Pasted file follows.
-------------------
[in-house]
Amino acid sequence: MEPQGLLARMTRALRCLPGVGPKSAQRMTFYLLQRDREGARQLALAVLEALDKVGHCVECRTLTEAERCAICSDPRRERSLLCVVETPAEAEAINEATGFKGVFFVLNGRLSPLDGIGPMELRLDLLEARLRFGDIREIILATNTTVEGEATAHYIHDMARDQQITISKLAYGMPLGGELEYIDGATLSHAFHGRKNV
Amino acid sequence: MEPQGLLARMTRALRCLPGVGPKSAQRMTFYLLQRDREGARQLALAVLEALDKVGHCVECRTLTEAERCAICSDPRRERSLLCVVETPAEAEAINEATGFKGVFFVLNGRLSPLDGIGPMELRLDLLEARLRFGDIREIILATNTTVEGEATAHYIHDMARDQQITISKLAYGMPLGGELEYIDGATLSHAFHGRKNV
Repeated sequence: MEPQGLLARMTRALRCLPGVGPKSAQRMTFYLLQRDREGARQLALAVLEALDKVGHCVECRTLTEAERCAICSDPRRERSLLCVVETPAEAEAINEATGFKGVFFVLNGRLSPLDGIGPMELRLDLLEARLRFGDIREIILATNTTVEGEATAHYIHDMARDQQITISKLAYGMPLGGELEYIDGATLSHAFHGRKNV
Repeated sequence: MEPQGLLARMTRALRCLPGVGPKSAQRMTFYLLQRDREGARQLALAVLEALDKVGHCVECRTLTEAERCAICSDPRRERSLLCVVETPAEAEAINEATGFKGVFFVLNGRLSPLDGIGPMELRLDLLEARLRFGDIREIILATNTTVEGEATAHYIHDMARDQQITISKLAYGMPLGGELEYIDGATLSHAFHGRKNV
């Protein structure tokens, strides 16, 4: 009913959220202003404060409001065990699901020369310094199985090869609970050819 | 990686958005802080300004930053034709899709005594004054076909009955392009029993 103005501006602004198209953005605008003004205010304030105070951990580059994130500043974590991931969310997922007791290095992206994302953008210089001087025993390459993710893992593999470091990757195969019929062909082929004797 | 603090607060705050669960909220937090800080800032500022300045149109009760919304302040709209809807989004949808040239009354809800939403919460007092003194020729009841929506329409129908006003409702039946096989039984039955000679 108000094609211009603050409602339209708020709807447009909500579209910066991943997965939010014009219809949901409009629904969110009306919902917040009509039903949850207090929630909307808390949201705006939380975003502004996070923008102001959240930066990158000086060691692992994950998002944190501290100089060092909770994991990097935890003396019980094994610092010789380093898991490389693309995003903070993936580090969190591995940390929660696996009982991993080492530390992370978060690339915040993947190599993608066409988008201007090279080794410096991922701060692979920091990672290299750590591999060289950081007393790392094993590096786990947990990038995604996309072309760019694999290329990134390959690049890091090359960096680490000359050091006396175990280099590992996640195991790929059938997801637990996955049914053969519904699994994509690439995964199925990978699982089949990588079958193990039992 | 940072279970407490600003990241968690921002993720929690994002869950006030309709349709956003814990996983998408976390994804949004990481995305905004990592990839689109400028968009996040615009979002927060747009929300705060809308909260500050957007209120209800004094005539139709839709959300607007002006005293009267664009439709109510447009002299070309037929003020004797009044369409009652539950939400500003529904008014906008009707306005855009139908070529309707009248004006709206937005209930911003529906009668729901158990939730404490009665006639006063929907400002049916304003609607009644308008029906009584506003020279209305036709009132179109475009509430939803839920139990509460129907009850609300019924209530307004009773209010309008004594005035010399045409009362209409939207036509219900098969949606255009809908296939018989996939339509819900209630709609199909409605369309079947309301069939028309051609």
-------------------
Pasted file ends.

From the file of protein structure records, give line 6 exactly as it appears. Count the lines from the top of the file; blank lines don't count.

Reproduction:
């Protein structure tokens, strides 16, 4: 009913959220202003404060409001065990699901020369310094199985090869609970050819 | 990686958005802080300004930053034709899709005594004054076909009955392009029993 103005501006602004198209953005605008003004205010304030105070951990580059994130500043974590991931969310997922007791290095992206994302953008210089001087025993390459993710893992593999470091990757195969019929062909082929004797 | 603090607060705050669960909220937090800080800032500022300045149109009760919304302040709209809807989004949808040239009354809800939403919460007092003194020729009841929506329409129908006003409702039946096989039984039955000679 108000094609211009603050409602339209708020709807447009909500579209910066991943997965939010014009219809949901409009629904969110009306919902917040009509039903949850207090929630909307808390949201705006939380975003502004996070923008102001959240930066990158000086060691692992994950998002944190501290100089060092909770994991990097935890003396019980094994610092010789380093898991490389693309995003903070993936580090969190591995940390929660696996009982991993080492530390992370978060690339915040993947190599993608066409988008201007090279080794410096991922701060692979920091990672290299750590591999060289950081007393790392094993590096786990947990990038995604996309072309760019694999290329990134390959690049890091090359960096680490000359050091006396175990280099590992996640195991790929059938997801637990996955049914053969519904699994994509690439995964199925990978699982089949990588079958193990039992 | 940072279970407490600003990241968690921002993720929690994002869950006030309709349709956003814990996983998408976390994804949004990481995305905004990592990839689109400028968009996040615009979002927060747009929300705060809308909260500050957007209120209800004094005539139709839709959300607007002006005293009267664009439709109510447009002299070309037929003020004797009044369409009652539950939400500003529904008014906008009707306005855009139908070529309707009248004006709206937005209930911003529906009668729901158990939730404490009665006639006063929907400002049916304003609607009644308008029906009584506003020279209305036709009132179109475009509430939803839920139990509460129907009850609300019924209530307004009773209010309008004594005035010399045409009362209409939207036509219900098969949606255009809908296939018989996939339509819900209630709609199909409605369309079947309301069939028309051609």